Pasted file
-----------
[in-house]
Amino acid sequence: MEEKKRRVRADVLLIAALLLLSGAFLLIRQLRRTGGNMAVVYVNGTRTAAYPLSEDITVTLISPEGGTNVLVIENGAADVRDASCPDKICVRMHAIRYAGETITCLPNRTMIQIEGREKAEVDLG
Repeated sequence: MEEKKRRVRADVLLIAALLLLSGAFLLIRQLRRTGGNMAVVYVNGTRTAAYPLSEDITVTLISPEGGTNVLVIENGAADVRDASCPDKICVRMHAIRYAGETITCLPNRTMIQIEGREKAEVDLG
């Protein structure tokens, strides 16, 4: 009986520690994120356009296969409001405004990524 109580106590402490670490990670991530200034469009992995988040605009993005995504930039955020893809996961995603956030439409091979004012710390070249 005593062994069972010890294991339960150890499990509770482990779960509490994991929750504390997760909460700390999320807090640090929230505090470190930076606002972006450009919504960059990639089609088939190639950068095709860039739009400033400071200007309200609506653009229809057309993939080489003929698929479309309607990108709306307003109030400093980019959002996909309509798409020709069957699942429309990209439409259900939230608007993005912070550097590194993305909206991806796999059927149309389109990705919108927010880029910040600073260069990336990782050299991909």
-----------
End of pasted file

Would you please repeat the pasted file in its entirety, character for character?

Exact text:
[in-house]
Amino acid sequence: MEEKKRRVRADVLLIAALLLLSGAFLLIRQLRRTGGNMAVVYVNGTRTAAYPLSEDITVTLISPEGGTNVLVIENGAADVRDASCPDKICVRMHAIRYAGETITCLPNRTMIQIEGREKAEVDLG
Repeated sequence: MEEKKRRVRADVLLIAALLLLSGAFLLIRQLRRTGGNMAVVYVNGTRTAAYPLSEDITVTLISPEGGTNVLVIENGAADVRDASCPDKICVRMHAIRYAGETITCLPNRTMIQIEGREKAEVDLG
């Protein structure tokens, strides 16, 4: 009986520690994120356009296969409001405004990524 109580106590402490670490990670991530200034469009992995988040605009993005995504930039955020893809996961995603956030439409091979004012710390070249 005593062994069972010890294991339960150890499990509770482990779960509490994991929750504390997760909460700390999320807090640090929230505090470190930076606002972006450009919504960059990639089609088939190639950068095709860039739009400033400071200007309200609506653009229809057309993939080489003929698929479309309607990108709306307003109030400093980019959002996909309509798409020709069957699942429309990209439409259900939230608007993005912070550097590194993305909206991806796999059927149309389109990705919108927010880029910040600073260069990336990782050299991909």